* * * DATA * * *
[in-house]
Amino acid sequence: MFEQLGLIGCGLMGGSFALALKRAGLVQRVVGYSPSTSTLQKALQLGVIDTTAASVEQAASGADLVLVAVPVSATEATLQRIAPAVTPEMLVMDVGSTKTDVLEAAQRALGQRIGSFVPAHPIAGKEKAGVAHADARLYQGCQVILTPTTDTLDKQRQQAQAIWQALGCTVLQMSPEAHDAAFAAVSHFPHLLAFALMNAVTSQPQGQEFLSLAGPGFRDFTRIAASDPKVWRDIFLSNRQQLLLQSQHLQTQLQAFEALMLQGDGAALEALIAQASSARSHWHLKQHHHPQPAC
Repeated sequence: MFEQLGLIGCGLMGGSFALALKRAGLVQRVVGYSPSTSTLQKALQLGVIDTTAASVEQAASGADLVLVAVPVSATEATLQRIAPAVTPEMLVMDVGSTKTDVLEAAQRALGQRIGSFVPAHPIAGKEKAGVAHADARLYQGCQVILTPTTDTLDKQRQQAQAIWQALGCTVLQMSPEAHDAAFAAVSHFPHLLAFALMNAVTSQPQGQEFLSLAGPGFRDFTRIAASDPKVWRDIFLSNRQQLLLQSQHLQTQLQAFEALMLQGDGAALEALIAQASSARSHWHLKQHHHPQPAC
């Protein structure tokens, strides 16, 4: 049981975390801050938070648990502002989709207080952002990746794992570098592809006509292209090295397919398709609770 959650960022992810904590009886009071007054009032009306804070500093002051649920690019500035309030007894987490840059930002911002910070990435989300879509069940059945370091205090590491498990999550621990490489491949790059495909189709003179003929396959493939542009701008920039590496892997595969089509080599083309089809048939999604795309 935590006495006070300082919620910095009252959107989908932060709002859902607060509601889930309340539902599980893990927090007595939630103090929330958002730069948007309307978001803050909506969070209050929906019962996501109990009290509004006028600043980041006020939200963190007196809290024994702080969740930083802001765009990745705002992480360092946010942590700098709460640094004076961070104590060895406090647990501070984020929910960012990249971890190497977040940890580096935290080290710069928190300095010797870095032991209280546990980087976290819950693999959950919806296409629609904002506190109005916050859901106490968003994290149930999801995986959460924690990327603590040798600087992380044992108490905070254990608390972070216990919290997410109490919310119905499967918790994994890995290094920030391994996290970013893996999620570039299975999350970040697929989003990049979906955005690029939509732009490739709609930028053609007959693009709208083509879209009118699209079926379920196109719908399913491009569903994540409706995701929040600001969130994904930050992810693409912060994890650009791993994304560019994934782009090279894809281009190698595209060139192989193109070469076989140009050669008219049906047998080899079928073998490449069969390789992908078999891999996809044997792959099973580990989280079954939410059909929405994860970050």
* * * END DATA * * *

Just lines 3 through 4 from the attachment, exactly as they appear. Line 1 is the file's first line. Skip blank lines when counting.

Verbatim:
Repeated sequence: MFEQLGLIGCGLMGGSFALALKRAGLVQRVVGYSPSTSTLQKALQLGVIDTTAASVEQAASGADLVLVAVPVSATEATLQRIAPAVTPEMLVMDVGSTKTDVLEAAQRALGQRIGSFVPAHPIAGKEKAGVAHADARLYQGCQVILTPTTDTLDKQRQQAQAIWQALGCTVLQMSPEAHDAAFAAVSHFPHLLAFALMNAVTSQPQGQEFLSLAGPGFRDFTRIAASDPKVWRDIFLSNRQQLLLQSQHLQTQLQAFEALMLQGDGAALEALIAQASSARSHWHLKQHHHPQPAC
């Protein structure tokens, strides 16, 4: 049981975390801050938070648990502002989709207080952002990746794992570098592809006509292209090295397919398709609770 959650960022992810904590009886009071007054009032009306804070500093002051649920690019500035309030007894987490840059930002911002910070990435989300879509069940059945370091205090590491498990999550621990490489491949790059495909189709003179003929396959493939542009701008920039590496892997595969089509080599083309089809048939999604795309 935590006495006070300082919620910095009252959107989908932060709002859902607060509601889930309340539902599980893990927090007595939630103090929330958002730069948007309307978001803050909506969070209050929906019962996501109990009290509004006028600043980041006020939200963190007196809290024994702080969740930083802001765009990745705002992480360092946010942590700098709460640094004076961070104590060895406090647990501070984020929910960012990249971890190497977040940890580096935290080290710069928190300095010797870095032991209280546990980087976290819950693999959950919806296409629609904002506190109005916050859901106490968003994290149930999801995986959460924690990327603590040798600087992380044992108490905070254990608390972070216990919290997410109490919310119905499967918790994994890995290094920030391994996290970013893996999620570039299975999350970040697929989003990049979906955005690029939509732009490739709609930028053609007959693009709208083509879209009118699209079926379920196109719908399913491009569903994540409706995701929040600001969130994904930050992810693409912060994890650009791993994304560019994934782009090279894809281009190698595209060139192989193109070469076989140009050669008219049906047998080899079928073998490449069969390789992908078999891999996809044997792959099973580990989280079954939410059909929405994860970050």